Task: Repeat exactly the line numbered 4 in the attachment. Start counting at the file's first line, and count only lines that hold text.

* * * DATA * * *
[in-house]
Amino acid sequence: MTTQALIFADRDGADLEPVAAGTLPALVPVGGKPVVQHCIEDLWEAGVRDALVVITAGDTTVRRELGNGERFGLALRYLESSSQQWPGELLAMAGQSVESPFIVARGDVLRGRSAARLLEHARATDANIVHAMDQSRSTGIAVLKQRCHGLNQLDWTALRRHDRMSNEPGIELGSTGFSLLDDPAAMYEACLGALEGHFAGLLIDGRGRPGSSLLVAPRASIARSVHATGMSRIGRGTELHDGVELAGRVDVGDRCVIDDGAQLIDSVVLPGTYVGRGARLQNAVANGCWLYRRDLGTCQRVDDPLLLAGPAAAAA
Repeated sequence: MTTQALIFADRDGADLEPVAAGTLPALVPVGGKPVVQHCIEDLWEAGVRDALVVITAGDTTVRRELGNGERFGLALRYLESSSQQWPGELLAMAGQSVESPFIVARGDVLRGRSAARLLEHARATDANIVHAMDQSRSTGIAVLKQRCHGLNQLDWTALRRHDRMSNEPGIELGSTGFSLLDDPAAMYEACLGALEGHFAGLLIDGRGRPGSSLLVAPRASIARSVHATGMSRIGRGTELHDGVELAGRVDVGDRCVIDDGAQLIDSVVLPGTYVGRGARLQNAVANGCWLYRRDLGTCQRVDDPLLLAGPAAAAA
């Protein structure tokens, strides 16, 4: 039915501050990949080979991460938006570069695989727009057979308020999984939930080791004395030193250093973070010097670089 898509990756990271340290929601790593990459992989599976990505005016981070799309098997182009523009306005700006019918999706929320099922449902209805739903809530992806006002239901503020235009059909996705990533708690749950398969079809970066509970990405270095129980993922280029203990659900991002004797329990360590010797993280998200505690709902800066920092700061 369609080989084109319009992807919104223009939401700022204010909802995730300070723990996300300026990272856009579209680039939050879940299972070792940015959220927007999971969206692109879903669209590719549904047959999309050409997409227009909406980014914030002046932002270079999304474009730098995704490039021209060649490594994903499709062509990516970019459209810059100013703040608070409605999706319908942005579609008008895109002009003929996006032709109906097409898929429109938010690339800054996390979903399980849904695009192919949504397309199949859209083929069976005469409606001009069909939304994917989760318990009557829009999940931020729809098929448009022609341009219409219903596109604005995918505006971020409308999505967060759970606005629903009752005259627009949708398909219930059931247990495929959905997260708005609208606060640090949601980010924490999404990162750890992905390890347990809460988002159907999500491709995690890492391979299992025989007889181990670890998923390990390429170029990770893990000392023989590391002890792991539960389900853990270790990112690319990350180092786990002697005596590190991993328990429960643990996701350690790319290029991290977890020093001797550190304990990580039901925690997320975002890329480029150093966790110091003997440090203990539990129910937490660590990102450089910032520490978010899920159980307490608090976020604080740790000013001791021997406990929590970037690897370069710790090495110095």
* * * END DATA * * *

């Protein structure tokens, strides 16, 4: 039915501050990949080979991460938006570069695989727009057979308020999984939930080791004395030193250093973070010097670089 898509990756990271340290929601790593990459992989599976990505005016981070799309098997182009523009306005700006019918999706929320099922449902209805739903809530992806006002239901503020235009059909996705990533708690749950398969079809970066509970990405270095129980993922280029203990659900991002004797329990360590010797993280998200505690709902800066920092700061 369609080989084109319009992807919104223009939401700022204010909802995730300070723990996300300026990272856009579209680039939050879940299972070792940015959220927007999971969206692109879903669209590719549904047959999309050409997409227009909406980014914030002046932002270079999304474009730098995704490039021209060649490594994903499709062509990516970019459209810059100013703040608070409605999706319908942005579609008008895109002009003929996006032709109906097409898929429109938010690339800054996390979903399980849904695009192919949504397309199949859209083929069976005469409606001009069909939304994917989760318990009557829009999940931020729809098929448009022609341009219409219903596109604005995918505006971020409308999505967060759970606005629903009752005259627009949708398909219930059931247990495929959905997260708005609208606060640090949601980010924490999404990162750890992905390890347990809460988002159907999500491709995690890492391979299992025989007889181990670890998923390990390429170029990770893990000392023989590391002890792991539960389900853990270790990112690319990350180092786990002697005596590190991993328990429960643990996701350690790319290029991290977890020093001797550190304990990580039901925690997320975002890329480029150093966790110091003997440090203990539990129910937490660590990102450089910032520490978010899920159980307490608090976020604080740790000013001791021997406990929590970037690897370069710790090495110095």